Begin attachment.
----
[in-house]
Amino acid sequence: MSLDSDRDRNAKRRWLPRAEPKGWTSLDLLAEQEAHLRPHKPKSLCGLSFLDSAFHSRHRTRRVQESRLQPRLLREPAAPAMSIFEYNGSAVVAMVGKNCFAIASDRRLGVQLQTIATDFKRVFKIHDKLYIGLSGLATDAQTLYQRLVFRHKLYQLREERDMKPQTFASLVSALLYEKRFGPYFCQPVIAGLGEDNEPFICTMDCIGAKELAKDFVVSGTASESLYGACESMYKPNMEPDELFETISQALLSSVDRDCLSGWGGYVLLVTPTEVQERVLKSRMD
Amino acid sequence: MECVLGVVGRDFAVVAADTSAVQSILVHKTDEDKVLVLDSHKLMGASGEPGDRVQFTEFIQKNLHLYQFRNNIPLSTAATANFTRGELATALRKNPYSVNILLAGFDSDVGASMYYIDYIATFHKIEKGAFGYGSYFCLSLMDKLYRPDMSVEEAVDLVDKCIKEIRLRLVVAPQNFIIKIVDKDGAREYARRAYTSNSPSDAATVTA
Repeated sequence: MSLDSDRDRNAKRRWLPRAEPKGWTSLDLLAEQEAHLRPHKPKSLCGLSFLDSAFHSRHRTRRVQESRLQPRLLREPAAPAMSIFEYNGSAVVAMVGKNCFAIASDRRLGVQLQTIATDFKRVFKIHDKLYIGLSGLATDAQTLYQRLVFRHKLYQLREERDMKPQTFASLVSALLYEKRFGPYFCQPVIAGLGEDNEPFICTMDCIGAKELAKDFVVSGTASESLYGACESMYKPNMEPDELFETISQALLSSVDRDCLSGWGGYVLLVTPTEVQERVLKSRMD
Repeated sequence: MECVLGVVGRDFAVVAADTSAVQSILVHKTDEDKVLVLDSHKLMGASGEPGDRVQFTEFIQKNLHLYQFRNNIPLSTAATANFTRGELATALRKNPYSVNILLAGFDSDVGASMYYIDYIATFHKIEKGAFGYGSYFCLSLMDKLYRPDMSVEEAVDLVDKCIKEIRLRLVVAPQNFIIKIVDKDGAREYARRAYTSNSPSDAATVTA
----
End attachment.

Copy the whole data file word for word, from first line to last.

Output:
[in-house]
Amino acid sequence: MSLDSDRDRNAKRRWLPRAEPKGWTSLDLLAEQEAHLRPHKPKSLCGLSFLDSAFHSRHRTRRVQESRLQPRLLREPAAPAMSIFEYNGSAVVAMVGKNCFAIASDRRLGVQLQTIATDFKRVFKIHDKLYIGLSGLATDAQTLYQRLVFRHKLYQLREERDMKPQTFASLVSALLYEKRFGPYFCQPVIAGLGEDNEPFICTMDCIGAKELAKDFVVSGTASESLYGACESMYKPNMEPDELFETISQALLSSVDRDCLSGWGGYVLLVTPTEVQERVLKSRMD
Amino acid sequence: MECVLGVVGRDFAVVAADTSAVQSILVHKTDEDKVLVLDSHKLMGASGEPGDRVQFTEFIQKNLHLYQFRNNIPLSTAATANFTRGELATALRKNPYSVNILLAGFDSDVGASMYYIDYIATFHKIEKGAFGYGSYFCLSLMDKLYRPDMSVEEAVDLVDKCIKEIRLRLVVAPQNFIIKIVDKDGAREYARRAYTSNSPSDAATVTA
Repeated sequence: MSLDSDRDRNAKRRWLPRAEPKGWTSLDLLAEQEAHLRPHKPKSLCGLSFLDSAFHSRHRTRRVQESRLQPRLLREPAAPAMSIFEYNGSAVVAMVGKNCFAIASDRRLGVQLQTIATDFKRVFKIHDKLYIGLSGLATDAQTLYQRLVFRHKLYQLREERDMKPQTFASLVSALLYEKRFGPYFCQPVIAGLGEDNEPFICTMDCIGAKELAKDFVVSGTASESLYGACESMYKPNMEPDELFETISQALLSSVDRDCLSGWGGYVLLVTPTEVQERVLKSRMD
Repeated sequence: MECVLGVVGRDFAVVAADTSAVQSILVHKTDEDKVLVLDSHKLMGASGEPGDRVQFTEFIQKNLHLYQFRNNIPLSTAATANFTRGELATALRKNPYSVNILLAGFDSDVGASMYYIDYIATFHKIEKGAFGYGSYFCLSLMDKLYRPDMSVEEAVDLVDKCIKEIRLRLVVAPQNFIIKIVDKDGAREYARRAYTSNSPSDAATVTA